Many of us see a dentist for a cleaning and a checkup on a regular basis. In the other spectrum, there are individuals that only see a dentist when they have a problem. Regular dental visits are important for oral health because the hygienist and dentist will identify problem areas in their initial stages. Early diagnosis of oral problems is key to successful treatment and a favorable long-term prognosis. One of the more commonly encountered problems is periodontitis or gum disease.
Periodontitis is an inflammatory reaction of the gum tissues and the bone supporting the teeth. Irritants that may cause periodontitis include but are not limited to, dental plaque, bacteria, tartar, bulky fillings with overhangs and cavities. It can also be triggered by an overactive host defense system and genetic predisposition. Most of the initiating problems can be precipitated by either poor oral hygiene, defective fillings, crowding, spacing, poor positioning of teeth in the arch and of unknown cause. Periodontal disease can manifests itself through bleeding gums, sensitive teeth, bad breath, red or swollen gums, tooth mobility.
Periodontitis can have a slow or rapid onset, and progression can be acute or chronic. It is not well understood why the disease presents itself in different forms. Some individuals that have a lot of irritants and should have a correspondingly large amount of bone loss can show little change in bone and tissue health, while others have very little initiating factors but show more significant bone loss. The observed localized bone loss is proportional to your bodies reaction to even the smallest amount of irritating factors. To properly diagnose periodontal disease, your dentist will obtain necessary radiographs, periodontal probings and other more detailed diagnostic information. Accurate periodontal probings will provide the dentist with information not only to determine if you have periodontal disease, but also the extent of the disease and the specific site of involvement.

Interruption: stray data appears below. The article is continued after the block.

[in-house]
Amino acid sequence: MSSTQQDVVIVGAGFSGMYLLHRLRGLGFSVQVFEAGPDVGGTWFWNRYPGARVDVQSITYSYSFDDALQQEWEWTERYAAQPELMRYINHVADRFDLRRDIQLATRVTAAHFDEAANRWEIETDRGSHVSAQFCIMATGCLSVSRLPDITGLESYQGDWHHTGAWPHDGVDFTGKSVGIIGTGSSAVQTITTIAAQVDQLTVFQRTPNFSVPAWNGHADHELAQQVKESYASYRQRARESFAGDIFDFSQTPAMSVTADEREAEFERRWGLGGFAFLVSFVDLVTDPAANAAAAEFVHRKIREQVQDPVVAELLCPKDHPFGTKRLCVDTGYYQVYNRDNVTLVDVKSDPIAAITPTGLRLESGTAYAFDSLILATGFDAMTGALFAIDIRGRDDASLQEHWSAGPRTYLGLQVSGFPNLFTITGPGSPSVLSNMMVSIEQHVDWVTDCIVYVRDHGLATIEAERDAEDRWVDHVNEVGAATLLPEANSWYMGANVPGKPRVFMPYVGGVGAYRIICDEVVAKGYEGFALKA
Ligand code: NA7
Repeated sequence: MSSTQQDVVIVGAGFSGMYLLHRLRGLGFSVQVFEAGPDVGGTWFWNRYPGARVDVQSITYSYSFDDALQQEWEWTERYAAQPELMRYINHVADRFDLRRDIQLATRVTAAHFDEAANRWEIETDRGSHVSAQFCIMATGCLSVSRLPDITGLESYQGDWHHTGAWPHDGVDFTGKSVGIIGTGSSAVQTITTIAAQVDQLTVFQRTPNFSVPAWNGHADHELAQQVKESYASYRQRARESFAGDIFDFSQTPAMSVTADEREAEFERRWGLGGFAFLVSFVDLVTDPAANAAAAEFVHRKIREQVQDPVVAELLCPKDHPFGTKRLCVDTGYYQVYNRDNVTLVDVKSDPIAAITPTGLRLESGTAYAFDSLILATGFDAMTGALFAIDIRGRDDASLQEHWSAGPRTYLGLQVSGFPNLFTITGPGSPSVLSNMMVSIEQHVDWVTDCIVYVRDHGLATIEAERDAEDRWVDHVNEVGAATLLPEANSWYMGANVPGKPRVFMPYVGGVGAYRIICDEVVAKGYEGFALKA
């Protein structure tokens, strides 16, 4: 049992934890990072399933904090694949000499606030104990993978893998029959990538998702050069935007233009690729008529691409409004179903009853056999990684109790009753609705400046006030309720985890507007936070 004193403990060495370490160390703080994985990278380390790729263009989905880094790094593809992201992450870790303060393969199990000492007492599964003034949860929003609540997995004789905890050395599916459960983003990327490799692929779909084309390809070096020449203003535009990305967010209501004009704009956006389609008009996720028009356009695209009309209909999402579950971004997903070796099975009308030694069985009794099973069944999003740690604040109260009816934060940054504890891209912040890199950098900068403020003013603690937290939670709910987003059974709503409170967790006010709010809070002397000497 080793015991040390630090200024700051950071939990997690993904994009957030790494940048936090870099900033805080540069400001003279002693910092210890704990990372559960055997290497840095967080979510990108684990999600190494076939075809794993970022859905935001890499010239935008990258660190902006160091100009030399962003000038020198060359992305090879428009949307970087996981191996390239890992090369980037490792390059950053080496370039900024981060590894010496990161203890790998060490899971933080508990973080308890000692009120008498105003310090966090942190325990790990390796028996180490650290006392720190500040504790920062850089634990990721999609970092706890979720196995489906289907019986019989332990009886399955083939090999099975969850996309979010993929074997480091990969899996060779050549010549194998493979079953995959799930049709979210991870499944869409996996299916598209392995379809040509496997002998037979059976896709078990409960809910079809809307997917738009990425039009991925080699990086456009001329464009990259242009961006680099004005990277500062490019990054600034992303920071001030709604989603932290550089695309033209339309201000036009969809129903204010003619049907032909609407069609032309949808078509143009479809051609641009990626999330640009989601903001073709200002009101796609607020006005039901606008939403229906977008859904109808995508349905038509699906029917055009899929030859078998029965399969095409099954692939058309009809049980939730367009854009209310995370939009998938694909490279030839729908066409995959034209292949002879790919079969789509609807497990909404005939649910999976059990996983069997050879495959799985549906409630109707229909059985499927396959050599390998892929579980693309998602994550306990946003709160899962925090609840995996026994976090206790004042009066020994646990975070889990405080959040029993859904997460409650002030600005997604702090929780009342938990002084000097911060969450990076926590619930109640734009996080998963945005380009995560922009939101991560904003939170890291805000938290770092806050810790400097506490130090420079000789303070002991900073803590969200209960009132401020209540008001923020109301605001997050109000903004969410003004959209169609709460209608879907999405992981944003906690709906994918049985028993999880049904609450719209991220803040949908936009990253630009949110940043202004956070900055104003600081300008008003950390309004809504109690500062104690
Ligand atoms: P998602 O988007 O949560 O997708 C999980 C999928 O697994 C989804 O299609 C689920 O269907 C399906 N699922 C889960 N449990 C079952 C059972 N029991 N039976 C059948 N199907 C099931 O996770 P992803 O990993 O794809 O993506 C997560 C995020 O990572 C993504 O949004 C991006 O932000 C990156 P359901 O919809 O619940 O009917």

If your dentist diagnoses periodontal disease there are few treatment options. The initial treatment consists of a scaling and root planing procedure, or deep cleaning as it is commonly known. The dentist or a dental hygienist anesthetizes a region of the mouth that will undergo the procedure. The procedure consists of thoroughly cleaning out the area below the gumline, between the tooth and the gum tissue. This not only eliminates any irritants but also stimulates the healing process by providing a smooth tooth surface for proper tissue healing. Different areas of the mouth may require scaling and or root planing. After the procedure is completed the tissue is allowed to heal. About six weeks after the procedure is completed, the area is re-evaluated to determine the extent of healing. If periodontal probings remain above 5 mm, your dentist may recommend gum surgery to remove excess gingival tissue and provide a more favorable area for you to maintain in the future.
Periodontal disease and the corresponding bone loss is usually permanent. Scaling and root planing and excellent home oral care is very important in slowing the progression or arresting the disease process. If treatment is not initiated the patient may lose their teeth and eventually end up needing dentures.